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dc.contributor.authorGranado Casas, Minerva
dc.contributor.authorAlcubierre Calvo, Núria
dc.contributor.authorMartín, Mariona
dc.contributor.authorReal, Jordi
dc.contributor.authorRamírez-Morros, Anna
dc.contributor.authorCuadrado, Maribel
dc.contributor.authorAlonso, Núria
dc.contributor.authorFalguera, Mireia
dc.contributor.authorHernández García, Marta
dc.contributor.authorAguilera, Eva
dc.contributor.authorLecube Torelló, Albert
dc.contributor.authorCastelblanco Echavarría, Esmeralda
dc.contributor.authorPuig-Domingo, Manuel
dc.contributor.authorMauricio Puente, Dídac
dc.date.accessioned2018-09-24T10:58:43Z
dc.date.available2018-09-24T10:58:43Z
dc.date.issued2018-07-16
dc.identifier.issn1436-6207
dc.identifier.urihttp://hdl.handle.net/10459.1/64756
dc.description.abstractPurpose We aimed to assess food intake and adherence to the Mediterranean Diet in patients with T1D compared with nondiabetic individuals. Methods This was an observational, multicenter study in 262 T1D subjects and 254 age- and sex-matched nondiabetic subjects. A validated food-frequency questionnaire was administered. The alternate Mediterranean Diet Score (aMED) and alternate Healthy Eating Index (aHEI) were assessed. The clinical variables were also collected. The analysis of data included comparisons between groups and multivariate models. Results Compared to the controls, the patients with T1D had a higher intake of dairy products (p < 0.001), processed meat (p = 0.001), fatty fish (p = 0.009), fruits and vegetables (p < 0.001), nuts (p = 0.011), legumes (p < 0.001), potatoes (p = 0.045), and bread (p = 0.045), and a lower intake of seafood (p = 0.011), sweets (p < 0.001), and alcohol drinks (p = 0.025). This intake pattern resulted in a higher consumption of complex carbohydrates (p = 0.049), fiber (p < 0.001), protein (p < 0.001), polyunsaturated fatty acids (PUFA) (p = 0.007), antioxidants (p < 0.001), vitamins (p < 0.001), and minerals (p < 0.001). The frequency of patients with T1D and low aMED score (23.2%) was lower than that of the controls (35.4%; p = 0.019). The overall multivariate analysis showed that, among other factors, being a T1D subject was associated with improved aMED and aHEI scores (p = 0.006 and p < 0.001). In patients with T1D, residing in a nonurban area was associated with improved aMED and aHEI scores (p = 0.001 and p < 0.001). Conclusions Adult patients with T1D showed healthier dietary habits and a higher adherence to the Mediterranean Diet than nondiabetic subjects. Residing in a nonurban area is associated with an improved dietary pattern.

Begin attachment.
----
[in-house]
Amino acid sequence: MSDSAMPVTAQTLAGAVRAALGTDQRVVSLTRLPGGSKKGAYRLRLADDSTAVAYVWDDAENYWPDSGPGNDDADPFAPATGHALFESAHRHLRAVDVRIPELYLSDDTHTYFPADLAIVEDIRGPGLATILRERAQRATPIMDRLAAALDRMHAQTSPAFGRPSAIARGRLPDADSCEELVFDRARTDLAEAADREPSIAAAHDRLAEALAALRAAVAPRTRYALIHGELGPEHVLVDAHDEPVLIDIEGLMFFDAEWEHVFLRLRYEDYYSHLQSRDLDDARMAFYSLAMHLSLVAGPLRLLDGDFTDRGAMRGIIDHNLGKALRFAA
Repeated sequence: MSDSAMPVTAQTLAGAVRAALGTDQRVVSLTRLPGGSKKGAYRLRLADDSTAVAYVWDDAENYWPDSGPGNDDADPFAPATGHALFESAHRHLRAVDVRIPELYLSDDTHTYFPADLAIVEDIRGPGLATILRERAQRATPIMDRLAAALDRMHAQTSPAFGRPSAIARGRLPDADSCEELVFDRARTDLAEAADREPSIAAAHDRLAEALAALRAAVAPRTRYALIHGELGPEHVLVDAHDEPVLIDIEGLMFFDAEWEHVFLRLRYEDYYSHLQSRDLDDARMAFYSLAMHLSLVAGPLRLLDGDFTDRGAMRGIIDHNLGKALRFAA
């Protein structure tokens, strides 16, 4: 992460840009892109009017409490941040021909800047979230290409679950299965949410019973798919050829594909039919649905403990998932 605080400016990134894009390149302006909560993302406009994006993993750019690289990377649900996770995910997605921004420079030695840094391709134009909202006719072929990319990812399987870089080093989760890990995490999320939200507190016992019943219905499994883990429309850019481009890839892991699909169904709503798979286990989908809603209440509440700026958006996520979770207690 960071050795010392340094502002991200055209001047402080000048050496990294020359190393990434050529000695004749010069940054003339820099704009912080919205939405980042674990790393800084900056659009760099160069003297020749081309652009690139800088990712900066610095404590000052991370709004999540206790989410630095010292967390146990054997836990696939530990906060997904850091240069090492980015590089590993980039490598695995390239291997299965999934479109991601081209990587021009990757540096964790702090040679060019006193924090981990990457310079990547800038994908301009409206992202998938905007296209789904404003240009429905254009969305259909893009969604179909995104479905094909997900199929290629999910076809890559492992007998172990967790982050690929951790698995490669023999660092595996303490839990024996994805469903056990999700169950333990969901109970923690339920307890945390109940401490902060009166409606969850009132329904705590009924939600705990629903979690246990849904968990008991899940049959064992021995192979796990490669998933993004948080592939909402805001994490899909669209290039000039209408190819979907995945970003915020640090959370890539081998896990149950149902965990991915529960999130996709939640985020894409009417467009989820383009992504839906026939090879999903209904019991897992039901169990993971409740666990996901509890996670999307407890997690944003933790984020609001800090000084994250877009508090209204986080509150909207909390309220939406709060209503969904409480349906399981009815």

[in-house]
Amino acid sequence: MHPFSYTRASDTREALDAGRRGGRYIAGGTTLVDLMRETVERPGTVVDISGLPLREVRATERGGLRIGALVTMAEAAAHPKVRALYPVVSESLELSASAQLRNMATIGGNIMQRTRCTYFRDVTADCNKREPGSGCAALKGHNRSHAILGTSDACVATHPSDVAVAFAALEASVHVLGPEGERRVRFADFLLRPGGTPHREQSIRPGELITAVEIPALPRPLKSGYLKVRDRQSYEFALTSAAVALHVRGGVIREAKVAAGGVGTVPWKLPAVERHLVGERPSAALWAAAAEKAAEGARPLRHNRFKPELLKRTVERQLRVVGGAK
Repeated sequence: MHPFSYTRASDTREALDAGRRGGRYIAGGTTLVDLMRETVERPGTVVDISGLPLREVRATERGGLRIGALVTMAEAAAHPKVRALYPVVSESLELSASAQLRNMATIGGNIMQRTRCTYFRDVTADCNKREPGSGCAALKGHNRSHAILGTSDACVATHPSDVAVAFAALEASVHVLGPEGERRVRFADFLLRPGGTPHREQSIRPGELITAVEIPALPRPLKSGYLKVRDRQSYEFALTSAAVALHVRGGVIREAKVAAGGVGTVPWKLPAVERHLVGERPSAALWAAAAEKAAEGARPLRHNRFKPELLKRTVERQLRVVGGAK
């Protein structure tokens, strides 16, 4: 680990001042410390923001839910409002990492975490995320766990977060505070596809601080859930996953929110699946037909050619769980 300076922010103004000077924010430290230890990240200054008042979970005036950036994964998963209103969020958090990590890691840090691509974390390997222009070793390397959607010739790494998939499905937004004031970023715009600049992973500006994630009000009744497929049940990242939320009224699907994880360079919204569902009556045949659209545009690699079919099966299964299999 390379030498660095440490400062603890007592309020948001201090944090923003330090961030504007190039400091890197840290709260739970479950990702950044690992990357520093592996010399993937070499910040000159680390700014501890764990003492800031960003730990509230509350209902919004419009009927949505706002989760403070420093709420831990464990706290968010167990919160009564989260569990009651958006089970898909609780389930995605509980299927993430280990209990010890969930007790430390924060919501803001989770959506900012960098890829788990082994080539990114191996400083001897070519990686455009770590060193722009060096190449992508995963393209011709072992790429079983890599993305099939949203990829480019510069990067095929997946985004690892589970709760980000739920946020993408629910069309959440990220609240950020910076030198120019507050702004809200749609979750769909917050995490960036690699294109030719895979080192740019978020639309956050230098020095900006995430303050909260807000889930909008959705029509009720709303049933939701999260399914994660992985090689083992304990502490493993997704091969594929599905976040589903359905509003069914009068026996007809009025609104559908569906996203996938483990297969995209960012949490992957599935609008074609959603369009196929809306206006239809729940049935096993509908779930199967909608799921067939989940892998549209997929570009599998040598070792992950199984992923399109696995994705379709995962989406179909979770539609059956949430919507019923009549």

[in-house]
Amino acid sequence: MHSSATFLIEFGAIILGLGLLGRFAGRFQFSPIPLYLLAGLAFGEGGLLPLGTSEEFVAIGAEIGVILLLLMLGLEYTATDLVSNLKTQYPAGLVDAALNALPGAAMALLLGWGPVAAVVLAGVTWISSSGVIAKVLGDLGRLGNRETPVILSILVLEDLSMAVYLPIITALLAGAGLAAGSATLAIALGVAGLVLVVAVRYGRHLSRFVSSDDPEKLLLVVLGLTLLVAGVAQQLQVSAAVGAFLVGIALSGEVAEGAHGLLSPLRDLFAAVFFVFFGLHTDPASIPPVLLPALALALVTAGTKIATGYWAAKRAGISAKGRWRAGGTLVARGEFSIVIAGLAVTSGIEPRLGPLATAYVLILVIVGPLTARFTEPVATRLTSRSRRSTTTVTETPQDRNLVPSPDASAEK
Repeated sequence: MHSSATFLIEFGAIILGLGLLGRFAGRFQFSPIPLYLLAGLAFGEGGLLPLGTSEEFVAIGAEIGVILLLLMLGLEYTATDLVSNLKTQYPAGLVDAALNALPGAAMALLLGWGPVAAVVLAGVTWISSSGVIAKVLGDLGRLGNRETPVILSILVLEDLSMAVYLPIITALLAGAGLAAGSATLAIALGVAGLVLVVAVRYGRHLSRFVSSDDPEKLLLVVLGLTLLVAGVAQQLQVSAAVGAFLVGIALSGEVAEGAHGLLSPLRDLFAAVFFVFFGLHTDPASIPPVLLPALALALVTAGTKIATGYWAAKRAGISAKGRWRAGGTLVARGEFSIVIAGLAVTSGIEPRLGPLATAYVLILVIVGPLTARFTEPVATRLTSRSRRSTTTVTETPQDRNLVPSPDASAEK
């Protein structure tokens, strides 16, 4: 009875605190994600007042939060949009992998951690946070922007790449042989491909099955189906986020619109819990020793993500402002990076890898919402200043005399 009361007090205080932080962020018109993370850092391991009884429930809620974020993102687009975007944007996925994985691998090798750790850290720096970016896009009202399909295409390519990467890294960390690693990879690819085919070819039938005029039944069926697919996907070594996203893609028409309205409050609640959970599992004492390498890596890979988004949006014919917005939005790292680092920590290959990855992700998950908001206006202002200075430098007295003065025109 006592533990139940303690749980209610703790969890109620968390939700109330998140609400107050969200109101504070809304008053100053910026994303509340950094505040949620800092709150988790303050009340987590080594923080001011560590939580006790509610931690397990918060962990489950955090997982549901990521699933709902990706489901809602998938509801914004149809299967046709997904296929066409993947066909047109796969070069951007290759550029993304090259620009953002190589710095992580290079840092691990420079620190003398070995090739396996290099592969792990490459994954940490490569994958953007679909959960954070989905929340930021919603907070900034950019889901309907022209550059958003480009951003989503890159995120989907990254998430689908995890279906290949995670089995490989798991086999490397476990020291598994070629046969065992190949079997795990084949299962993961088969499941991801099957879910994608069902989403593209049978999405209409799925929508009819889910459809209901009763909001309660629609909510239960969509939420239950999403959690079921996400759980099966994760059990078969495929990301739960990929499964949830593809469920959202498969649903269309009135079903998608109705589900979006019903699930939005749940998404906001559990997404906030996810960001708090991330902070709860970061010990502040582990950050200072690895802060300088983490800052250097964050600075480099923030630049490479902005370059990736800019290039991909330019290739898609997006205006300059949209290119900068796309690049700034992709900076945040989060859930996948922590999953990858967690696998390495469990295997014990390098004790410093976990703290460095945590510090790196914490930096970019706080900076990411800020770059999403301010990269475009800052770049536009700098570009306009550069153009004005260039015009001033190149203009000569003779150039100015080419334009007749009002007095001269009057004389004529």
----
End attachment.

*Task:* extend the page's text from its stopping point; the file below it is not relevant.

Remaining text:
dc.description.sponsorshipThis study was supported by the Catalan Diabetes Association (Beca d’Educació Terapèutica 2015), Spain. Additional support from Grants PI12/00183 and PI15/00625 from the Instituto de Salud Carlos III (Ministry of Economy and Competitiveness, Spain) to DM is acknowledged. CIBERDEM is an initiative from the Instituto de Salud Carlos III (Plan Nacional de I + D + I and Fondo Europeo de Desarrollo Regional). MG-C holds a predoctoral fellowship from the Ministerio de Educación, Cultura y Deporte, FPU15/03005.
dc.format.mimetypeapplication/pdf
dc.language.isoeng
dc.publisherSpringer
dc.relation.isformatofReproducció del document publicat a: https://doi.org/10.1007/s00394-018-1777-z
dc.relation.ispartofEuropean Journal of Nutrition, 2018
dc.rightscc-by (c) Granado Casas, Minerva et al., 2018
dc.rights.urihttp://creativecommons.org/licenses/by/3.0/es
dc.subject.classificationDiabetis
dc.subject.classificationHàbits alimentaris
dc.subject.classificationNutrició
dc.subject.otherDiabetes
dc.subject.otherFood habits
dc.subject.otherNutrition
dc.titleImproved adherence to Mediterranean Diet in adults with type 1 diabetes mellitus
dc.typeinfo:eu-repo/semantics/article
dc.date.updated2018-09-24T10:58:45Z
dc.identifier.idgrec027243
dc.type.versioninfo:eu-repo/semantics/publishedVersion
dc.rights.accessRightsinfo:eu-repo/semantics/openAccess
dc.identifier.doihttps://doi.org/10.1007/s00394-018-1777-z


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cc-by (c) Granado Casas, Minerva et al., 2018
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